It was a straightforward question, and the Dalai Lama had a ready answer.
At a packed talk this morning in Tokyo at the Foreign Correspondents Club of Japan, a journalist asked the Dalai Lama whether and how he would reincarnate in the future.
“You said you might not return. My question to you is where are you going to go?”
“To hell,” the Dalai Lama retorted, bursting out in hearty laughter.
He then struck a serious note, saying that his favorite daily Buddhist prayer contains the line: “So long as sentient beings’ suffering remains, I will remain in order to serve, to share their suffering.”
Like all Buddhists, he said he is in a continual pattern of rebirth. Once he dies, he’ll be reborn in another body, “but where born I don’t know.”
“If something useful,” he continued in his slightly fractured English, “as I mentioned earlier, half joke, if something useful, some benefit, at least to some needy people or needy sentient beings, I’m ready to go there (to hell).
“If not much work, I’m going to heaven!” he said, to more guffaws.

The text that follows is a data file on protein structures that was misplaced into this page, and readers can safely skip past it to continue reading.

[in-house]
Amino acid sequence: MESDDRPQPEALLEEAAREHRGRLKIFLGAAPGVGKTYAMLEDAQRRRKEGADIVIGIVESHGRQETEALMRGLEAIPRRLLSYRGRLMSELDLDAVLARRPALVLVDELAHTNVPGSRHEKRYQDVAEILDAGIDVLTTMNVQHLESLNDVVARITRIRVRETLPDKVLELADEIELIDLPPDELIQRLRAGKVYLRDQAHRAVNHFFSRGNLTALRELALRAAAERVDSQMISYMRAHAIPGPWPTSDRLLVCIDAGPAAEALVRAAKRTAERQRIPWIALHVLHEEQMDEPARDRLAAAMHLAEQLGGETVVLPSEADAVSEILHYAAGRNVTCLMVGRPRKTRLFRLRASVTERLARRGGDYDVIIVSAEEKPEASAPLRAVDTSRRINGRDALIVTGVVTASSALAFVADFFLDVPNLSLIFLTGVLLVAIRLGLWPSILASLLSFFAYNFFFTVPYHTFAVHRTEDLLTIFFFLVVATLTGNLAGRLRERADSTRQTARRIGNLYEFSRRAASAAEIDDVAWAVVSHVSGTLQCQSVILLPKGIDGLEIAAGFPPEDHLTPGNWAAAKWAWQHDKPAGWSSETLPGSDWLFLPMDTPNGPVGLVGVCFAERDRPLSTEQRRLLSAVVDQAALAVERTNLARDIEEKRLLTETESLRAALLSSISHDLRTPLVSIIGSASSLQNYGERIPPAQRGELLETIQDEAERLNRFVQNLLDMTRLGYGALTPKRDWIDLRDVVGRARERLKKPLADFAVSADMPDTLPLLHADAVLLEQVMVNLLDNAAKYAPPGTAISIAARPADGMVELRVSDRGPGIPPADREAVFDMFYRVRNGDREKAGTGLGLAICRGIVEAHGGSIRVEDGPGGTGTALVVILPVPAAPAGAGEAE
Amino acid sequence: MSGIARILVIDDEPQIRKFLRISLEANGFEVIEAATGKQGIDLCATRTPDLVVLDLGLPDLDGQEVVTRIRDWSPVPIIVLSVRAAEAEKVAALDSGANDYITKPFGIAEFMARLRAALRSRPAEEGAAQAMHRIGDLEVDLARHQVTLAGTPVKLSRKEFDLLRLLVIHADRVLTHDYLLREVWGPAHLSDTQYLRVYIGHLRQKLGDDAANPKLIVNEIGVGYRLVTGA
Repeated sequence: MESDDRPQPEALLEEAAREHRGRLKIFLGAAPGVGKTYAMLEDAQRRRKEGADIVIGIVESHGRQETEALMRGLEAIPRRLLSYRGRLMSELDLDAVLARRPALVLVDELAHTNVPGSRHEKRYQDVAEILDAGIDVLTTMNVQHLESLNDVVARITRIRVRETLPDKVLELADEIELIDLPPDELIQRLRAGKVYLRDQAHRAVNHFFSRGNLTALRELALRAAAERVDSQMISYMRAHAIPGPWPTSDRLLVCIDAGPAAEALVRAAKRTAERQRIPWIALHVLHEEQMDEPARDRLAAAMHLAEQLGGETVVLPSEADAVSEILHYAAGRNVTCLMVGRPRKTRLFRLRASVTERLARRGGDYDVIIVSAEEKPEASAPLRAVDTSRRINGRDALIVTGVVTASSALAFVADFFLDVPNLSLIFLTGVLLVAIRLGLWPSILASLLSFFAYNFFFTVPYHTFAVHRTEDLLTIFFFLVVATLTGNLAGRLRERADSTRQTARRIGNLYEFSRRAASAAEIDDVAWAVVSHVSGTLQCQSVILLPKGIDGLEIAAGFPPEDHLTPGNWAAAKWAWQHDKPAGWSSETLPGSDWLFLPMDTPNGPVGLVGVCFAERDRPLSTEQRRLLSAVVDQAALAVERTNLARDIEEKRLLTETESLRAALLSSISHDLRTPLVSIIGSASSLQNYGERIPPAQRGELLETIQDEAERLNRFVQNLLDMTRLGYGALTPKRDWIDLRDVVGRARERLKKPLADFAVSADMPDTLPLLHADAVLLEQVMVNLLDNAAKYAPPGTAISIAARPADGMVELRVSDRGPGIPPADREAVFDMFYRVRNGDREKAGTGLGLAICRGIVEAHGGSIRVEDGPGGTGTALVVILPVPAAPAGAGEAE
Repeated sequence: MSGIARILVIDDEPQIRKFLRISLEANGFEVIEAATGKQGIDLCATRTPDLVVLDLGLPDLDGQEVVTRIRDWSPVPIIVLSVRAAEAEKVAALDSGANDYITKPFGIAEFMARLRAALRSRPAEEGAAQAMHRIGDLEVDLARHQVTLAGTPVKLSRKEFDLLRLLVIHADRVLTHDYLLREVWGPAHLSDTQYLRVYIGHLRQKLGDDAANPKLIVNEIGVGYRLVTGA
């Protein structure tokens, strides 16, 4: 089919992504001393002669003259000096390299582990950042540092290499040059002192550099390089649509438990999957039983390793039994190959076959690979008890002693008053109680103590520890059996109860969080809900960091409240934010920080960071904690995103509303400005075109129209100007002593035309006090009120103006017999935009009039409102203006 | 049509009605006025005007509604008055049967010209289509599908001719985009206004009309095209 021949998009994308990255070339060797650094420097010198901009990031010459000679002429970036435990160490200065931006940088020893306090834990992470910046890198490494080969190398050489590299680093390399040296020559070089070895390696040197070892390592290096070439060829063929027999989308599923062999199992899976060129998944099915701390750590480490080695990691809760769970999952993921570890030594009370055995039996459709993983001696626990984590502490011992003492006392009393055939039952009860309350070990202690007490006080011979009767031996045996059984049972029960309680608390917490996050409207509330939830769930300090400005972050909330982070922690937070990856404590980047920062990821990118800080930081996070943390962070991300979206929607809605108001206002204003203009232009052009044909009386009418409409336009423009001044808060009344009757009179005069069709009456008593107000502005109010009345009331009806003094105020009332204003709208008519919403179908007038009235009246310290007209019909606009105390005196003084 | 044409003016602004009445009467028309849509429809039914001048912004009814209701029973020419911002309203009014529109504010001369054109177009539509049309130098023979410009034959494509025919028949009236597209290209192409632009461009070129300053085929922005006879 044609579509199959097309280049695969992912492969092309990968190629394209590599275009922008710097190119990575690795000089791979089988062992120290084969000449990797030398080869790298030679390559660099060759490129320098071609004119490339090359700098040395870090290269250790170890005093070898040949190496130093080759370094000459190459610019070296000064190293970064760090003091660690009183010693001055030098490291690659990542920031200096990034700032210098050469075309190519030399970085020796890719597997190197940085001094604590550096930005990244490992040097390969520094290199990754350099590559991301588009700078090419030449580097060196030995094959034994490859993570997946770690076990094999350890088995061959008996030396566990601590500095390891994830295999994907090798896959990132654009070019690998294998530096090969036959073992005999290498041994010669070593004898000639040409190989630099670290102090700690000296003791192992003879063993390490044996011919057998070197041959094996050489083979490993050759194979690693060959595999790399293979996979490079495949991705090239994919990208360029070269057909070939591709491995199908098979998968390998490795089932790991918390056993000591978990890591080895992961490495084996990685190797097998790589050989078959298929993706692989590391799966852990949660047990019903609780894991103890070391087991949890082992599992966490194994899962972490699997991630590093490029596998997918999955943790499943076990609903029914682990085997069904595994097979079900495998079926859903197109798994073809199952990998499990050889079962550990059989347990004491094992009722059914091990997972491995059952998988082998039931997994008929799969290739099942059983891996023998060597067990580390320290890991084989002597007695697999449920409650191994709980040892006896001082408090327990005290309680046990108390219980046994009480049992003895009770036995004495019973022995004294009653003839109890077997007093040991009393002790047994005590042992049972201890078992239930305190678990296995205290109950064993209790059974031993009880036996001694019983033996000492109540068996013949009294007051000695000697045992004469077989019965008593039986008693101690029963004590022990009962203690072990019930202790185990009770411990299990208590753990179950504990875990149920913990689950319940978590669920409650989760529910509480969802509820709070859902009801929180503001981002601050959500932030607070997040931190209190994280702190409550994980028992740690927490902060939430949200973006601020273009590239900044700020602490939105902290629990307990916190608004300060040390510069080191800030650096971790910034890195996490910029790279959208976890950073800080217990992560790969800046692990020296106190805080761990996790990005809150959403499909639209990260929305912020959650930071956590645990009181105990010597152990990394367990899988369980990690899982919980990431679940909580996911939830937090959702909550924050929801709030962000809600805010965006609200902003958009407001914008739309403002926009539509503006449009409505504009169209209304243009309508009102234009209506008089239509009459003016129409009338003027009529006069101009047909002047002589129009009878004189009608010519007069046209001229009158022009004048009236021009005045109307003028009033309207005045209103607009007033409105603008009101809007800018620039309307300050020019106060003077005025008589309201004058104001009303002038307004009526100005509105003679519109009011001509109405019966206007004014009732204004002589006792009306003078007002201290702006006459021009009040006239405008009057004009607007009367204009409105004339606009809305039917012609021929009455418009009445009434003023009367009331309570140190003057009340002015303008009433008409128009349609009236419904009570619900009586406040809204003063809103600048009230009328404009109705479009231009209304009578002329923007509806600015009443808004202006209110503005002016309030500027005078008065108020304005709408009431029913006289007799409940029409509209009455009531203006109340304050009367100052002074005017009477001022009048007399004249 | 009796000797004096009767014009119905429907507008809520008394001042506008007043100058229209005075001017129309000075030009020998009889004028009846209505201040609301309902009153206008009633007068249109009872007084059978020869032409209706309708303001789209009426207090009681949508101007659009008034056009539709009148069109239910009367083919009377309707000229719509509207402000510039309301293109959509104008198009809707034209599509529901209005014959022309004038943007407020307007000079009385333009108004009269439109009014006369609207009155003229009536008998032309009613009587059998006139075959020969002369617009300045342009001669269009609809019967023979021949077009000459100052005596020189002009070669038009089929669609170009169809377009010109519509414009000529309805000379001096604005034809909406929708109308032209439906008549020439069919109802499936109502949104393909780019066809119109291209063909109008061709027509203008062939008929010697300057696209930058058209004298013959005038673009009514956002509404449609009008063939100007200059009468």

Earlier in the talk, the Dalai Lama said perpetuation of his lineage is not set in stone. If future Dalai Lamas are not serving their followers, then Buddhists should not be disheartened when the line comes to an end.
“Dalai institution evolved 600 years ago. It happened. Then about 300 years ago, Dalai Lama institution became head of both temporal as well as spatial. At a certain time, it happened. At a certain time, it will go. It is not important,” he said.
The Dalai Lama seems to revel in the image that China paints of him as a troublemaker, and a demon.
At the end of the talk and a news conference, the head of the correspondents club announced that the Dalai Lama had been made an honorary member, a typical gift bestowed on high-level speakers.
“Media people are troublemakers so I want to join as one member of troublemakers (club)!” he said, laughing heartily.